To lessen these difficulties, scientists through the years have formulated inexpensive electrochemical approaches that are basic, sensitive and fast. One of these, a collection of electrochemical tools that has gained momentum of late, is molecularly imprinted polymers (MIPs).

These tools have customized molecular cavities that can identify and adhere to particular target molecules, similar to how receptors in the human body would. Their capability to do so is being extensively used in a number of applications, such as drug detection.

In this research, the researchers engineered a disposable, paper-based THO sensor consisting of an electrode composed of molecularly imprinted graphite. Since MIPs are developed using the target molecule as a template, the researchers used THO as a template when creating the carbon-based electrode paste of the sensor. The synthesized paste was then placed onto a printed sensor chip and its THO detection capabilities were assessed.

The sensor was verified to be very sensitive (meaning it could identify even tiny amounts of THO) and exhibited great selectivity toward the drug. The sensor could detect THO even in samples with very low THO concentrations — 2.5 µg/ml ( µg=microgram, i.e., 1/1,000 of a milligram). Furthermore, this sensor only needs 3 seconds to identify THO. It could achieve this even in whole bovine blood.

This handy, cost-effective, dependable and rapid sensor has longstanding stability and can be used for immediate detection of drugs such as THO without having to rely on advanced equipment. Moreover, the fabrication strategy offered in this study can be applied to create efficient electrochemical sensors for several other medical interventions.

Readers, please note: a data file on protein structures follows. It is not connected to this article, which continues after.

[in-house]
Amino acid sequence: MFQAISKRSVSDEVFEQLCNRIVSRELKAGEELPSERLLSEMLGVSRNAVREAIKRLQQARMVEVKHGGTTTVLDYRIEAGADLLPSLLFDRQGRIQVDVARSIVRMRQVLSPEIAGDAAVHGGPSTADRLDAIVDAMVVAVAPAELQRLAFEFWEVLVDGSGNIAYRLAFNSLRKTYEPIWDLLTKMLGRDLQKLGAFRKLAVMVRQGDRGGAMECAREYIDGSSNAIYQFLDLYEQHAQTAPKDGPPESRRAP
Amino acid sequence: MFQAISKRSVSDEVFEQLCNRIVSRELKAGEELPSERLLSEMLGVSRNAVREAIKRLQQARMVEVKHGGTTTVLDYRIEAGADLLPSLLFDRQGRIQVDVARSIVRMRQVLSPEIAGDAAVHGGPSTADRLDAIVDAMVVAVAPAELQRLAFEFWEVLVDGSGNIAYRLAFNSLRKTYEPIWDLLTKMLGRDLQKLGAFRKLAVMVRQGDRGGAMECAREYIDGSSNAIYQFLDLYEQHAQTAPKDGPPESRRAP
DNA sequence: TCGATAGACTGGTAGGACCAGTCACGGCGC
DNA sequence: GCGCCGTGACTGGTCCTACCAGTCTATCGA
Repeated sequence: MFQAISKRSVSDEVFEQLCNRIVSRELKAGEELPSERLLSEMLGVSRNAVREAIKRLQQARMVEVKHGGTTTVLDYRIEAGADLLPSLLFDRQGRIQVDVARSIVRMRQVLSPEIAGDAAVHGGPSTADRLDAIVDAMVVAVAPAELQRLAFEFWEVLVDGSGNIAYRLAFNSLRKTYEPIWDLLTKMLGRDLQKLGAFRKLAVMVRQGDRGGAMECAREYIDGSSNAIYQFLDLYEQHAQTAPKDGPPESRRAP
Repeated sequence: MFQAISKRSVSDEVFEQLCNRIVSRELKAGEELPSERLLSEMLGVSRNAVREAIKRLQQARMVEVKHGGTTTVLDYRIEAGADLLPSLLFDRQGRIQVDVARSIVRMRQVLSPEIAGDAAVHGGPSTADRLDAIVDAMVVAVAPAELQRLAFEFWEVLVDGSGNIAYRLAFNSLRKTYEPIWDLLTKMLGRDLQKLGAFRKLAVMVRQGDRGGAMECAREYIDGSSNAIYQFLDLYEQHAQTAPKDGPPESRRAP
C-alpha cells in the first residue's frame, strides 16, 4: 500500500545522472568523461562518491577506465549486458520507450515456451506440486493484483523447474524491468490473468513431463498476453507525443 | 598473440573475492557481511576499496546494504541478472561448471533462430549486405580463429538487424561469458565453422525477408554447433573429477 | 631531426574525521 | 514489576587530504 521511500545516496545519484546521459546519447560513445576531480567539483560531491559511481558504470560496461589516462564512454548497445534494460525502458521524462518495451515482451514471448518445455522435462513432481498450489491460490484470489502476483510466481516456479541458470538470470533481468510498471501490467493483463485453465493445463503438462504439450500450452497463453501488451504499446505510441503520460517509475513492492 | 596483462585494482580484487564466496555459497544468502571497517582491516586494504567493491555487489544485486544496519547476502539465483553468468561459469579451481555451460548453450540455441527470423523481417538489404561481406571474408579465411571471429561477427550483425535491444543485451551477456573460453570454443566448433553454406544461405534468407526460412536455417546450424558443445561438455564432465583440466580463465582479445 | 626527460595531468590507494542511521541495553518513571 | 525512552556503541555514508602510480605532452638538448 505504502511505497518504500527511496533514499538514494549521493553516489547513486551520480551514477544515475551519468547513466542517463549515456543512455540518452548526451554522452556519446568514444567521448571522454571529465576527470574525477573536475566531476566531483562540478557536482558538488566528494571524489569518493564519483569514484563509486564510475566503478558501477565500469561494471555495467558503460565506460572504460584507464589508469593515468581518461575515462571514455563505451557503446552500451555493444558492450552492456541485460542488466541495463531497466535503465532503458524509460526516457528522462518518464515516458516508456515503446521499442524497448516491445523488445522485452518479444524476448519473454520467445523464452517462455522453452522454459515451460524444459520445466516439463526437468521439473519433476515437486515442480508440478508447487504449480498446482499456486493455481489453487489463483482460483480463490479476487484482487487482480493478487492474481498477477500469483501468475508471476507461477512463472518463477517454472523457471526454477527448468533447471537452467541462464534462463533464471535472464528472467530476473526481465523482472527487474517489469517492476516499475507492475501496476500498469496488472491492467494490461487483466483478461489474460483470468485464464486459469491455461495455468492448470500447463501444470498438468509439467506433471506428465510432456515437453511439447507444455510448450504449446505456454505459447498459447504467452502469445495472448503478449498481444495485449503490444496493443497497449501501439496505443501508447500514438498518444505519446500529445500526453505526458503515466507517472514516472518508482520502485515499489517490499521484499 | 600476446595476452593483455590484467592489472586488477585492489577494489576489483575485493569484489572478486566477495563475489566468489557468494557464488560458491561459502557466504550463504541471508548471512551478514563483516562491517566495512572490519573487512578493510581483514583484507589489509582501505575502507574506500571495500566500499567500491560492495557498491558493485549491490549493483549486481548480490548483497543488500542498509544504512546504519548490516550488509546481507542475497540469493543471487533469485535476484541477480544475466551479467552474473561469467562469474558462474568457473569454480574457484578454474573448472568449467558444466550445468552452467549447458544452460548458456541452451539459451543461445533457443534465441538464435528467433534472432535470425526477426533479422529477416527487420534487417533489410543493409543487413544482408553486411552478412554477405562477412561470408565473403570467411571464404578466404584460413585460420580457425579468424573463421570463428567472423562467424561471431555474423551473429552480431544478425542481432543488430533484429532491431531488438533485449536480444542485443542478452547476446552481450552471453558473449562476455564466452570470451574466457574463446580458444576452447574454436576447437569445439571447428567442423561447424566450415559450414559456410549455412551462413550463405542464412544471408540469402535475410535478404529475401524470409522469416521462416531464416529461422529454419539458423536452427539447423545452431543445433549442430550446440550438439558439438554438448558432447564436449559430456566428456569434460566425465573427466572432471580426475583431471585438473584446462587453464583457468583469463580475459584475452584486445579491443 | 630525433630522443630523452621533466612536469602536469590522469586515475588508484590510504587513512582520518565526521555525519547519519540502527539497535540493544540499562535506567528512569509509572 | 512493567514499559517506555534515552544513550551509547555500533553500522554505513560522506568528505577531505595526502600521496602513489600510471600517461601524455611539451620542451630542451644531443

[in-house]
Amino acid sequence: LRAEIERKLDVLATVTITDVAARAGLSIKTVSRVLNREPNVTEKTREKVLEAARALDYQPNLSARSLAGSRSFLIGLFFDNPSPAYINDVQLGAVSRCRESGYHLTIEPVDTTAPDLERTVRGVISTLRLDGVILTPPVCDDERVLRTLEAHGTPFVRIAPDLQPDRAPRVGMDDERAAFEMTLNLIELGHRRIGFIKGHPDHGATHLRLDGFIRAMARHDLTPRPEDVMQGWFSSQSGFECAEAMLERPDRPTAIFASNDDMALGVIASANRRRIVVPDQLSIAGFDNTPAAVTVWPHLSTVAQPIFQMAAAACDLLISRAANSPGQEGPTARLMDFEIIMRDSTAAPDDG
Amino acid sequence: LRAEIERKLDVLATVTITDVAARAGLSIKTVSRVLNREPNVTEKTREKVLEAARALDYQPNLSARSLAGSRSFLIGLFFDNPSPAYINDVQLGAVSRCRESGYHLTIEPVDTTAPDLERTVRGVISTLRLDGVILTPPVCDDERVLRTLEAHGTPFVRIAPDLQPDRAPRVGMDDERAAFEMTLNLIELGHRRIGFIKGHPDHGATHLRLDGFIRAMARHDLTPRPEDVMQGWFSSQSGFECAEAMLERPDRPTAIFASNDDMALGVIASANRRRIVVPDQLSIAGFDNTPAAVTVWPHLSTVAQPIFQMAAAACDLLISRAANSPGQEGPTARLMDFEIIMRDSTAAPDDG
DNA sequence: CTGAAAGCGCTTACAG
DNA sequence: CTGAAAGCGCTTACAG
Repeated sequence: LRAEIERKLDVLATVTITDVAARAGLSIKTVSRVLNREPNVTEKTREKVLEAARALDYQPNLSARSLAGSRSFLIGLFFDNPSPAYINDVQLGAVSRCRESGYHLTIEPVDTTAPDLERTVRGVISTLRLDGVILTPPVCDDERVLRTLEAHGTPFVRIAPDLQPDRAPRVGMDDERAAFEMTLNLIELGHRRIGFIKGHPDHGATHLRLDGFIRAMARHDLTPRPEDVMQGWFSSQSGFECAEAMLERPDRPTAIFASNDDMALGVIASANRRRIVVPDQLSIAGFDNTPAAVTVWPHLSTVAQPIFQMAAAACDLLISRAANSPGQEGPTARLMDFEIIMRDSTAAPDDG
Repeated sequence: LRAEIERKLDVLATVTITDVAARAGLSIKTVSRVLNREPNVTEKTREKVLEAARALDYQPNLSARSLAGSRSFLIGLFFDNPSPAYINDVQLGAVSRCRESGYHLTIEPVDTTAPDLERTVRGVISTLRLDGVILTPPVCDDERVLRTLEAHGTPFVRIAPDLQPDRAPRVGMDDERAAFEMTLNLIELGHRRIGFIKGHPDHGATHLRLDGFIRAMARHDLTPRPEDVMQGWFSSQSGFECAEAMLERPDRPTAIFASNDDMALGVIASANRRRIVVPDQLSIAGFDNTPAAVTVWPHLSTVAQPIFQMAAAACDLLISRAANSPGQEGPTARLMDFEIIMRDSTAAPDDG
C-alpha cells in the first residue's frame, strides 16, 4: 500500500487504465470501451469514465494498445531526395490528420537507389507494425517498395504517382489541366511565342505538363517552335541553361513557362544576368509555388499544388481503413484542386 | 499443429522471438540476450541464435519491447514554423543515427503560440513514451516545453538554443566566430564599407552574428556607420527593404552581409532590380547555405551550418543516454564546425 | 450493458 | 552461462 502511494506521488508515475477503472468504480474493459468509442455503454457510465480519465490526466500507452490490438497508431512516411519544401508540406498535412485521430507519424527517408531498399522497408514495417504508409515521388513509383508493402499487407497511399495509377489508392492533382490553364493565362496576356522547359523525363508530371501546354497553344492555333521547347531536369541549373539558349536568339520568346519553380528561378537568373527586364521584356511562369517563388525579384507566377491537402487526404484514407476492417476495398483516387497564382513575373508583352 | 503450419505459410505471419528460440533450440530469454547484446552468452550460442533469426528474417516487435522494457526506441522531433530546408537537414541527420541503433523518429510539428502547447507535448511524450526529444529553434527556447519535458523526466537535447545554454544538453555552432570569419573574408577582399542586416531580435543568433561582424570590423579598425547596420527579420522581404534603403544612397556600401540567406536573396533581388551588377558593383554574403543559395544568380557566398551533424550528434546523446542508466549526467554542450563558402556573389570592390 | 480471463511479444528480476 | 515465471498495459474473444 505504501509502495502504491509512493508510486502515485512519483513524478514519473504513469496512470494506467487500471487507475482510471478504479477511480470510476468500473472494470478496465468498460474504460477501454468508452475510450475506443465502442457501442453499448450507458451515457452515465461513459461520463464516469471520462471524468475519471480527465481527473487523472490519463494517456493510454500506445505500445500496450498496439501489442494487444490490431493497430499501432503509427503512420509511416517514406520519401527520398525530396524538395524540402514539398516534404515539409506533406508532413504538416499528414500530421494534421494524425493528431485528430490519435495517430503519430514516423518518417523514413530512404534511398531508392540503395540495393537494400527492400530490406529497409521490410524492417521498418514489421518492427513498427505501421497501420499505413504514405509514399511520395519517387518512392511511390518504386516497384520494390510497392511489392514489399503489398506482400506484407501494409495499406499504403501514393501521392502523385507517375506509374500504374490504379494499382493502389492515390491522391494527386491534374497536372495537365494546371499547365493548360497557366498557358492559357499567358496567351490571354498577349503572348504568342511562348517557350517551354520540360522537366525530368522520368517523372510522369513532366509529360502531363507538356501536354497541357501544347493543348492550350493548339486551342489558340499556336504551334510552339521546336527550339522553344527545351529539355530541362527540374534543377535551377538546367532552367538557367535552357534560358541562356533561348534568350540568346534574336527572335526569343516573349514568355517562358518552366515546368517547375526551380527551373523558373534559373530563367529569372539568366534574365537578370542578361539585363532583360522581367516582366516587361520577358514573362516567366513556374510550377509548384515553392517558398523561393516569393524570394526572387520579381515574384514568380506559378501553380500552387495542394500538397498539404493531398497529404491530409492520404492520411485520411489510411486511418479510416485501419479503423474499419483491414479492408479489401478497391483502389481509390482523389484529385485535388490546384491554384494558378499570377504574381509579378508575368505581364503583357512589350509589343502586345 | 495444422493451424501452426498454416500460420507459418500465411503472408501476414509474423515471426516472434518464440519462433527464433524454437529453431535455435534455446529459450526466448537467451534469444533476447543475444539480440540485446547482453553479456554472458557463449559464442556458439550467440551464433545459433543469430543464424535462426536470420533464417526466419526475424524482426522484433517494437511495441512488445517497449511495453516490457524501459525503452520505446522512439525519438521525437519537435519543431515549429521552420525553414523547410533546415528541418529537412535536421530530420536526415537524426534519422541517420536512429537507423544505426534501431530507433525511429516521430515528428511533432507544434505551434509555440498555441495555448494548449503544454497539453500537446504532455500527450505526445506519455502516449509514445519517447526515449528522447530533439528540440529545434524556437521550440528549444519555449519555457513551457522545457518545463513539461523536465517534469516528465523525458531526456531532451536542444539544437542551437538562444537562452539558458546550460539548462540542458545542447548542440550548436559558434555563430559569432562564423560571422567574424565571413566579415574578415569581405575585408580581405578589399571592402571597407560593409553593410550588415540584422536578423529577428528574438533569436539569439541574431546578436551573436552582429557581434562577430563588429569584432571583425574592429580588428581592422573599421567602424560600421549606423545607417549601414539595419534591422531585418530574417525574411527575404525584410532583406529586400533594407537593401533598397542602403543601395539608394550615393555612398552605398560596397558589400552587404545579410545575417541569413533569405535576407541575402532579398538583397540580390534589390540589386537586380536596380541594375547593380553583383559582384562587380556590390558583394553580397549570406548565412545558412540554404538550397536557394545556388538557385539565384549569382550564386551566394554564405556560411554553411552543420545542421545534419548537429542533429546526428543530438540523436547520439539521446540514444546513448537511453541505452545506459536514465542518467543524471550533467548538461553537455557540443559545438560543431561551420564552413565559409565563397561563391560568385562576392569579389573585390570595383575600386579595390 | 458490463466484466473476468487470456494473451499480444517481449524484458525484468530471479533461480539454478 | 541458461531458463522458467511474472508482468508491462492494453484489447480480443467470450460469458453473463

Existing methods for the analysis of the drugs in blood are expensive and need specialized equipment. This can be a problem for developing countries dealing with a lack of resources and technicians. The paper-based sensor that we have developed is not only easy to use but also economical and can reduce the burden of drug analysis in developing countries.

Assistant Prof. Aaryashree, Study First Author, SIT

“Further, its prototype can be used to develop a bedside therapeutic drug monitoring system, which will alert us of any overdose, avoiding side effects in patients taking these drugs,” Assistant Prof. Aaryashree added

 This is certainly a beneficial innovation.

 Journal Reference:

Aaryashree, et al. (2022) A Disposable Sensor Chip Using a Paste Electrode with Surface-Imprinted Graphite Particles for Rapid and Reagentless Monitoring of Theophylline. Molecules.

Tell Us What You Think

Do you have a review, update or anything you would like to add to this news story?

Leave your feedback
Your comment type

While we only use edited and approved content for Azthena answers, it may on occasions provide incorrect responses. Please confirm any data provided with the related suppliers or authors. We do not provide medical advice, if you search for medical information you must always consult a medical professional before acting on any information provided.

Your questions, but not your email details will be shared with OpenAI and retained for 30 days in accordance with their privacy principles.

Please do not ask questions that use sensitive or confidential information.

Read the full Terms & Conditions.